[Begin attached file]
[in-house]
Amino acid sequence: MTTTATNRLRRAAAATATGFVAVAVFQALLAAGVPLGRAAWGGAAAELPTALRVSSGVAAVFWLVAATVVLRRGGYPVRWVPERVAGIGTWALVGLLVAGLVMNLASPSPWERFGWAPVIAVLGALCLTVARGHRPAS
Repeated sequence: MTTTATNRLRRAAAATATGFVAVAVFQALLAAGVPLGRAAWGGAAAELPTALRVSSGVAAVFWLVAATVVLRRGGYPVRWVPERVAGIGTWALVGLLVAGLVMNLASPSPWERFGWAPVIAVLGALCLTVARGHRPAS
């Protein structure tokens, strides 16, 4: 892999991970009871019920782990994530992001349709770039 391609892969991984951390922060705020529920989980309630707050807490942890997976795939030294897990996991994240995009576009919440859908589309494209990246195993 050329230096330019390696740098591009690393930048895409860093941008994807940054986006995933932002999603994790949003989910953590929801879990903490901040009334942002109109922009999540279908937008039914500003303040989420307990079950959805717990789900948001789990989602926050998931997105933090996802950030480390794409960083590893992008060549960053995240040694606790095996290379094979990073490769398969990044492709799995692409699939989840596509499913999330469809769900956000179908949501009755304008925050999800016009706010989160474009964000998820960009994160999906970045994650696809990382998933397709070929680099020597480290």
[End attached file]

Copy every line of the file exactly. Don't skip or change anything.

[in-house]
Amino acid sequence: MTTTATNRLRRAAAATATGFVAVAVFQALLAAGVPLGRAAWGGAAAELPTALRVSSGVAAVFWLVAATVVLRRGGYPVRWVPERVAGIGTWALVGLLVAGLVMNLASPSPWERFGWAPVIAVLGALCLTVARGHRPAS
Repeated sequence: MTTTATNRLRRAAAATATGFVAVAVFQALLAAGVPLGRAAWGGAAAELPTALRVSSGVAAVFWLVAATVVLRRGGYPVRWVPERVAGIGTWALVGLLVAGLVMNLASPSPWERFGWAPVIAVLGALCLTVARGHRPAS
């Protein structure tokens, strides 16, 4: 892999991970009871019920782990994530992001349709770039 391609892969991984951390922060705020529920989980309630707050807490942890997976795939030294897990996991994240995009576009919440859908589309494209990246195993 050329230096330019390696740098591009690393930048895409860093941008994807940054986006995933932002999603994790949003989910953590929801879990903490901040009334942002109109922009999540279908937008039914500003303040989420307990079950959805717990789900948001789990989602926050998931997105933090996802950030480390794409960083590893992008060549960053995240040694606790095996290379094979990073490769398969990044492709799995692409699939989840596509499913999330469809769900956000179908949501009755304008925050999800016009706010989160474009964000998820960009994160999906970045994650696809990382998933397709070929680099020597480290």